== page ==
Ergonomics is the scientific study of people at work. The goal of ergonomics is to reduce stress and eliminate injuries and disorders associated with the overuse of muscles, bad posture, and repeated tasks. Musculoskeletal disorders (MSDs) are conditions that affect the nerves, tendons, muscles and supporting structures, such as the discs in your back. They result from one or more of these tissues having to work harder than they're designed to. MSDs are injuries or pain in the body's joints, ligaments, muscles, nerves, tendons, and structures that support limbs, neck and back. MSDs are degenerative diseases and inflammatory conditions that result in pain and impair normal activities. They can affect different parts of the body like upper and lower back, neck, shoulders and extremities. MSDs can arise from a sudden exertion or they can arise from repetitive strain or from repeated exposure to force, vibration, or unusual posture.
Work-related musculoskeletal disorders (WMSDs) are associated with work postures and movements, repetitiveness and pace of work, force of movements, vibration, temperature, lack of influence or control over one's job, increase pressure, lack of or poor communication, monotonous tasks, perception of low support. Certain workplace conditions, for example, the layout of the workstation, the speed of work, and the weight of the objects being handled influence these factors. In other situations, the psychosocial factors at the workplace may contribute to WMSDs. It is recommended that both physical and psychosocial factors be addressed.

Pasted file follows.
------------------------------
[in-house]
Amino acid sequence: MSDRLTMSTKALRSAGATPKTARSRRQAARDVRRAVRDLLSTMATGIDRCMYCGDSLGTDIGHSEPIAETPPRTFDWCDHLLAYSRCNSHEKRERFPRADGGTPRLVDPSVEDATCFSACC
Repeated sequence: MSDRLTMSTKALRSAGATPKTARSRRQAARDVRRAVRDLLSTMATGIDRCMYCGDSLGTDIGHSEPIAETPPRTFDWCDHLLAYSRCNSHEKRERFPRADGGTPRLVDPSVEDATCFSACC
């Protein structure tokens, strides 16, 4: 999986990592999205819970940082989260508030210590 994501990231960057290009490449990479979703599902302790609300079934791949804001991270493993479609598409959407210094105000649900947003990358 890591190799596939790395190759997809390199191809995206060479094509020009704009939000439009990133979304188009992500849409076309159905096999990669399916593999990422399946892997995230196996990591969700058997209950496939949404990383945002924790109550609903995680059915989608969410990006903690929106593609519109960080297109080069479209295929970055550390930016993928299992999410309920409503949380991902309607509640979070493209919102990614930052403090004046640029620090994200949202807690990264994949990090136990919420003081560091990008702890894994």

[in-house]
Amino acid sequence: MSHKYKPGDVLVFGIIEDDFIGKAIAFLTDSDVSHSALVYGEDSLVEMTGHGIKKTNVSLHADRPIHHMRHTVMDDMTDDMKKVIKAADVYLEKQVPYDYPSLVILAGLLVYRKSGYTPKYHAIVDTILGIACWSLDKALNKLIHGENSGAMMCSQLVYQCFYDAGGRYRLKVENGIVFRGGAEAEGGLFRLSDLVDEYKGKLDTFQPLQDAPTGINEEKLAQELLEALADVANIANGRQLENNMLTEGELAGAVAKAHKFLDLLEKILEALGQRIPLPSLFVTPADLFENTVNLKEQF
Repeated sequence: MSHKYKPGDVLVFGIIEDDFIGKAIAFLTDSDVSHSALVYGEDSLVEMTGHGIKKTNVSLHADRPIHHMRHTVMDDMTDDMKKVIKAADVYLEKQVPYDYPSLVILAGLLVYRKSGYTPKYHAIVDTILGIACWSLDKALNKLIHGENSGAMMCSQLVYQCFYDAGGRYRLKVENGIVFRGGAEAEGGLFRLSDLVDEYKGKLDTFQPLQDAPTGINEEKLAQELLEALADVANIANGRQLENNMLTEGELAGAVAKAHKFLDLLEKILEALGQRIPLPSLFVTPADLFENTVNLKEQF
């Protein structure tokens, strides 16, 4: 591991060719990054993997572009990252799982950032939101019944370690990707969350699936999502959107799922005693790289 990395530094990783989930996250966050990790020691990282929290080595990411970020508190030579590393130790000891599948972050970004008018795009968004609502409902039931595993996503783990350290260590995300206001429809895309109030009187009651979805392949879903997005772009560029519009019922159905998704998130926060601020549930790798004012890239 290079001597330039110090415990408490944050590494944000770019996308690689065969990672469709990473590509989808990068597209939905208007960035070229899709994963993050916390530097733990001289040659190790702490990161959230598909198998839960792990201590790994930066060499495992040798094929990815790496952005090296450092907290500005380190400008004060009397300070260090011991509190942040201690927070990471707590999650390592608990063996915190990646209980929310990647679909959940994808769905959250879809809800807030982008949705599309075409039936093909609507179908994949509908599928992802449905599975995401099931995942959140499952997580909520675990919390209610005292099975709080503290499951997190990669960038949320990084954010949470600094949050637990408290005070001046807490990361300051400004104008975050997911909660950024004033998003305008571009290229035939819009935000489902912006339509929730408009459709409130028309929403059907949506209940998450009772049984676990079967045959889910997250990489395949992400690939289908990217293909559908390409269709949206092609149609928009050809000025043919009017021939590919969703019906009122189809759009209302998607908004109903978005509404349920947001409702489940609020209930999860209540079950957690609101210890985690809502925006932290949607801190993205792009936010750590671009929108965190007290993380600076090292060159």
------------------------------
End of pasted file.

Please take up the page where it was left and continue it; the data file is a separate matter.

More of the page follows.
Prevention of MSD requires a partnership between the company and each employee. The employer is responsible for providing a safe place of work, sound ergonomic principles, proper training for all employees, and a clear focus on safety culture within all levels of the organization. Each employee is responsible for taking care of their bodies and staying fit for the work they have chosen to do. After all, it is their musculoskeletal system at risk. Using terms like “repetitive motion injury” absolves employees of this responsibility, allowing them to point to repetitive motion as the sole cause of their musculoskeletal issue.